Theatre Review: Little One at Belfry’s Spark Festival

Hannah Moscovitch finds a way in her extraordinary one-act play, Little One. Playing until March 23 at the Belfry

Hannah Moscovitch – who, one can safely say, is among Canada’s best living playwrights – finds a way in her extraordinary one-act play, Little One.

“Here’s where the magic doesn’t happen . . . “ – Claire

 

 

 

Literature and trauma sits as one of the hottest subjects in art. Representations of the Holocaust, responses to 9/11 and post-traumatic stress find their way into today’s artistic discourse. One of the challenges is: how does one explore trauma, without recreating it artistically?

Hannah Moscovitch – who, one can safely say, is among Canada’s best living playwrights – finds a way in her extraordinary one-act play, Little One. A small fugue, Moscovitch’s play counterpoints the trauma of two different families, exploring in a familial setting larger issues of abuse and survival. At turns funny and poignant, shocking and sad, Little One is a necessary play.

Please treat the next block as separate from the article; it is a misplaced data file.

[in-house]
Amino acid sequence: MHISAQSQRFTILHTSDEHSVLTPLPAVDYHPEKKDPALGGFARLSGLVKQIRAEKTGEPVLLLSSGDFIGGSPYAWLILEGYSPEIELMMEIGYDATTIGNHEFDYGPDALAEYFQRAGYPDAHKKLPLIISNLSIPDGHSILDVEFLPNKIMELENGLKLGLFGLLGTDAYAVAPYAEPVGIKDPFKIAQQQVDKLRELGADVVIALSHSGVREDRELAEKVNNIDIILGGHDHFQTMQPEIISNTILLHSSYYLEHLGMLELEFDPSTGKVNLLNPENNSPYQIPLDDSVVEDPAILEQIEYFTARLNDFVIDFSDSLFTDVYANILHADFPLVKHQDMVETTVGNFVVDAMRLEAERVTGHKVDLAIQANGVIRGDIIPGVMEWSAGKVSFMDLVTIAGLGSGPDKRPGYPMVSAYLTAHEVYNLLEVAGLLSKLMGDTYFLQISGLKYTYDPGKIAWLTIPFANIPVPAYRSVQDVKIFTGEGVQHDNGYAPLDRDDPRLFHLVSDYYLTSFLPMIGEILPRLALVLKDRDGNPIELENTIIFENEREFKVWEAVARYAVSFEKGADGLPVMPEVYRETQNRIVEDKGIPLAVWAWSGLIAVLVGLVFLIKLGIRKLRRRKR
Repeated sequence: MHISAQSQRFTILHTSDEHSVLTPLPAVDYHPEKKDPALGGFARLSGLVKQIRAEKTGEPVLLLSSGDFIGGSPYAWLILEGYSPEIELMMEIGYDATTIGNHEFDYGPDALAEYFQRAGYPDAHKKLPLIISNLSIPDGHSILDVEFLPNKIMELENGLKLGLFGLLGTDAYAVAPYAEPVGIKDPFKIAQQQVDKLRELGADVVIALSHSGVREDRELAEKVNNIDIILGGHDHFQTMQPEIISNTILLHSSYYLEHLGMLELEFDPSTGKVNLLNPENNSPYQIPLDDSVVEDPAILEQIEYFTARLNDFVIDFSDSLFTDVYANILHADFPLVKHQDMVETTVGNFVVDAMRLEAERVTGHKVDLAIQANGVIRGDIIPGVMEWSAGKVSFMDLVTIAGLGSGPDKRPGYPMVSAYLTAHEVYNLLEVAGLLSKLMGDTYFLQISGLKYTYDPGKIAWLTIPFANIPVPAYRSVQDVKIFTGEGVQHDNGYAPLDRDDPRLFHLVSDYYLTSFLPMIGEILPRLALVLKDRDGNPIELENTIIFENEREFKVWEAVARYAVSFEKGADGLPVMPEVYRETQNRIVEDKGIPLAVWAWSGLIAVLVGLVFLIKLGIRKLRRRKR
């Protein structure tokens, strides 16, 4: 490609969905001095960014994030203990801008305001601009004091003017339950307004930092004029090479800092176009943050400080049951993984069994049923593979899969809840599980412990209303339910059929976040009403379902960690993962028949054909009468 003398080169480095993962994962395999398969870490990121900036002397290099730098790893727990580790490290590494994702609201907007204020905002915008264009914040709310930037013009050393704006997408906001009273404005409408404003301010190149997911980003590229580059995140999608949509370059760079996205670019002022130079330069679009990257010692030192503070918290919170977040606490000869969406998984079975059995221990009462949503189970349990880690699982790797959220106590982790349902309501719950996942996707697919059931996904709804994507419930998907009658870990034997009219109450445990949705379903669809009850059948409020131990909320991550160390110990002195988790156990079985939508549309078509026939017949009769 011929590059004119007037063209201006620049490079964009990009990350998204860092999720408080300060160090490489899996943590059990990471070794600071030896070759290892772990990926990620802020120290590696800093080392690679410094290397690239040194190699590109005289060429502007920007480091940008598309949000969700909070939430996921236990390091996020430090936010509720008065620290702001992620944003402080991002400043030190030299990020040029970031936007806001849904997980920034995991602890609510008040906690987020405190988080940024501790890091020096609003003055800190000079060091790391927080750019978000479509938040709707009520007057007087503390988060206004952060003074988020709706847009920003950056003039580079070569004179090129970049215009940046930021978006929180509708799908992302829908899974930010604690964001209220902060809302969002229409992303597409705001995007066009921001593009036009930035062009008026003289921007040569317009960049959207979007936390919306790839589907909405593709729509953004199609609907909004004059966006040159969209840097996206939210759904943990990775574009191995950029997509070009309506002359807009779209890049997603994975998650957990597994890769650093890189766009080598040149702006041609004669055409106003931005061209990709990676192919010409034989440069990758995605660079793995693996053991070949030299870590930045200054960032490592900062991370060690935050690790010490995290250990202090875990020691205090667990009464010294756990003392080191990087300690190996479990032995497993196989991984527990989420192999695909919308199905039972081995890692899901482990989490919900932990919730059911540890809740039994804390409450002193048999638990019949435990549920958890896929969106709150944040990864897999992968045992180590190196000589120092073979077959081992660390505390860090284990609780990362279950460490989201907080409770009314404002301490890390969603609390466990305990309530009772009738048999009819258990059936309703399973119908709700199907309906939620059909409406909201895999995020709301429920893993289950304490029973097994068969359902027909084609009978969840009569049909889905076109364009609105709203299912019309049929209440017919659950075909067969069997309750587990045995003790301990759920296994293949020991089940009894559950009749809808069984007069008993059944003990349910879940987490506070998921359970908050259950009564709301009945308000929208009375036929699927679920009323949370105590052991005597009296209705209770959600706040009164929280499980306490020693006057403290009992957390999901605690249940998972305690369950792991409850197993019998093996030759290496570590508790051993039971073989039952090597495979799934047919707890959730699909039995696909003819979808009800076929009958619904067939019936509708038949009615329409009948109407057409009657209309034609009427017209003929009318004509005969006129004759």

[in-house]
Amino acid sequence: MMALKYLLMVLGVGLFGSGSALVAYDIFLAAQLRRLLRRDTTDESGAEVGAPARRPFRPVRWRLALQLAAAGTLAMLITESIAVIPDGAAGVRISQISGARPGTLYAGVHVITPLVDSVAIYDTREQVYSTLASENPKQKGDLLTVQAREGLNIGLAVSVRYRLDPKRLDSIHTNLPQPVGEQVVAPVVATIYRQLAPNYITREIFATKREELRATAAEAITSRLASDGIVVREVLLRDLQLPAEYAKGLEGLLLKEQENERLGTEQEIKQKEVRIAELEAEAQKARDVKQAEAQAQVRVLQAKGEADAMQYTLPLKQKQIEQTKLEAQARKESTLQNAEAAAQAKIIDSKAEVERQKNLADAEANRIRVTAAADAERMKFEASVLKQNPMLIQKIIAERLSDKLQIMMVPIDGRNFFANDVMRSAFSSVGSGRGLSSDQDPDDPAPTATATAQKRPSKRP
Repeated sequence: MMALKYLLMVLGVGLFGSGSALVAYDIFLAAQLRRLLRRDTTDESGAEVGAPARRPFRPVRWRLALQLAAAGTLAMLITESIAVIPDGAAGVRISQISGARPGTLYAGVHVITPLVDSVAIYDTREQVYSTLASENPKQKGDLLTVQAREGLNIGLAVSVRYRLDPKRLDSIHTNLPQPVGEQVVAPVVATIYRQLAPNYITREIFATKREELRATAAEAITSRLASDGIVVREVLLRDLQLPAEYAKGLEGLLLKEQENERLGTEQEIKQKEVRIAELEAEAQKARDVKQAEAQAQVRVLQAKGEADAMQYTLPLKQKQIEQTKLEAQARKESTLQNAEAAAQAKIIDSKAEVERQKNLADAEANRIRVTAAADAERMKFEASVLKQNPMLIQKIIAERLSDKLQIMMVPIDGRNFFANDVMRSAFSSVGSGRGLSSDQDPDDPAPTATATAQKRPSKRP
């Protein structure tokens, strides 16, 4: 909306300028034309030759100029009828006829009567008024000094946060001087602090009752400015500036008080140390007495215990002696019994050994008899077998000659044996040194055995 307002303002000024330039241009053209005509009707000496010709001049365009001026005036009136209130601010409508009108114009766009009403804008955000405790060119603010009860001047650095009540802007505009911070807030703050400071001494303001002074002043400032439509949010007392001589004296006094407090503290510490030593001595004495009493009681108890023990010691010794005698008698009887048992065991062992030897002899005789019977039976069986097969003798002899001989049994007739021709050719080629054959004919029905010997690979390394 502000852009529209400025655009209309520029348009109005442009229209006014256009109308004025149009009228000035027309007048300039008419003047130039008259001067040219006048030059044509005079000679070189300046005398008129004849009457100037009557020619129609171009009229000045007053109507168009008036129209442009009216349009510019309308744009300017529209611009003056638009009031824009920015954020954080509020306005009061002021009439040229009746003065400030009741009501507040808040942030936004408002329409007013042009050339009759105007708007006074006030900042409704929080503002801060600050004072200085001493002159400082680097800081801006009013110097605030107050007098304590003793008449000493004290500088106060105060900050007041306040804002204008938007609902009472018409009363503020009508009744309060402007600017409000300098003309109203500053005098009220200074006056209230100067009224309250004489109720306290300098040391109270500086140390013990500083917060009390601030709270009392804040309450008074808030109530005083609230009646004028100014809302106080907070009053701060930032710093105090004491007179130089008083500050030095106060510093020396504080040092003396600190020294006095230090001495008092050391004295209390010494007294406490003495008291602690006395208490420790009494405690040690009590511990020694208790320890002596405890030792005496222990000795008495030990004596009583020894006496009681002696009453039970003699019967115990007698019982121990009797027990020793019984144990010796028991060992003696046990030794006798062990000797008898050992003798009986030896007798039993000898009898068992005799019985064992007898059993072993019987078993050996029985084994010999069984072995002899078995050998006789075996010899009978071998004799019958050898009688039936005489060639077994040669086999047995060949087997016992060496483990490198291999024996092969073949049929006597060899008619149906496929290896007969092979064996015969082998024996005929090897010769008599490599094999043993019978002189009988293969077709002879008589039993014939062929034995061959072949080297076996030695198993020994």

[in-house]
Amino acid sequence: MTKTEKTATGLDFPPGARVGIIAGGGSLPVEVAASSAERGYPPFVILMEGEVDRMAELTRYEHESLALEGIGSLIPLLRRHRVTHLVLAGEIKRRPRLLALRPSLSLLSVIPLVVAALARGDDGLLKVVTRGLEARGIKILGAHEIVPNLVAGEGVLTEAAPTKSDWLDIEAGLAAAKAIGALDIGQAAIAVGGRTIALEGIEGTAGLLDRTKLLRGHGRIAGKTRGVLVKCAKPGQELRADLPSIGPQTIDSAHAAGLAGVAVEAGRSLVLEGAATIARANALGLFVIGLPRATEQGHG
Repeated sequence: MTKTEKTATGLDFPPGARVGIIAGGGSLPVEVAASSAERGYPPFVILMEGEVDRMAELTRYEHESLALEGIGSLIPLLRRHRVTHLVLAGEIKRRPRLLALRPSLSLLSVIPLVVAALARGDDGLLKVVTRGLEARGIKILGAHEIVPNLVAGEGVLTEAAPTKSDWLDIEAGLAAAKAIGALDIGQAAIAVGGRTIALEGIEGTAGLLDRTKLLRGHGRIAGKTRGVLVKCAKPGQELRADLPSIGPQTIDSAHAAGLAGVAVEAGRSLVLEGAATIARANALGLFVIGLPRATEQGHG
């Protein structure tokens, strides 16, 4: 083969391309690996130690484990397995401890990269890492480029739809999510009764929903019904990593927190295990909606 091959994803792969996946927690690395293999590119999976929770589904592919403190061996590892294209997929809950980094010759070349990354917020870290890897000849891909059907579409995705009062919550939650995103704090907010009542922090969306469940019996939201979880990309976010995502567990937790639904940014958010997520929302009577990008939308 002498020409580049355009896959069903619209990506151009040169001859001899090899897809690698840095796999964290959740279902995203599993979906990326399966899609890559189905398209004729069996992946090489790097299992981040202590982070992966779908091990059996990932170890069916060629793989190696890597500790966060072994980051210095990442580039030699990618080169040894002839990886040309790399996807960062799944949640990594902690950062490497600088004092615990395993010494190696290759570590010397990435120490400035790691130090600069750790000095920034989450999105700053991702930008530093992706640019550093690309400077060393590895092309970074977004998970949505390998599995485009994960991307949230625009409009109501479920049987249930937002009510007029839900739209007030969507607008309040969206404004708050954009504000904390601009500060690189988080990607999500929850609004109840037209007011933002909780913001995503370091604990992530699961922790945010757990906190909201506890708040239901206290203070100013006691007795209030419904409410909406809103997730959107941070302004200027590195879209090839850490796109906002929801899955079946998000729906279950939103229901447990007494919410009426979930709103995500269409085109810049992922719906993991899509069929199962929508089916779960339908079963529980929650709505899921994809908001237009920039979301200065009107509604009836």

Joe Cobden as “Aaron” displays a lovely, gentle touch as the adopted brother of Michelle Monteith’s “Claire” – a deeply troubled young woman, and a survivor of sexual trauma. Monteith achieves the difficult task of rendering a scarred character, who acts out in violent ways, with sympathy and humour. Lily Ling, the piece’s Musical Director and Composer, squats stage right at a poorly-tuned child’s piano, a cross between Schroeder from Peanuts and the long-haired girl from The Ring.

Like a waking nightmare, Little One offers audiences the chance to wrestle with any demons of oppression they carry within.

 

 

Review by Brent Schaus

arts@Mondaymag.com

 

Little One runs at the Belfry Theatre until March 23

Tickets are $20 (+ tax); discounts are available for all performances for Seniors (10% off, age 65 +), Post-Secondary Students (25% off) and High School Students (50% off) — valid ID required to receive discounted price. Tickets are available at belfry.bc.ca or 250-385-6815

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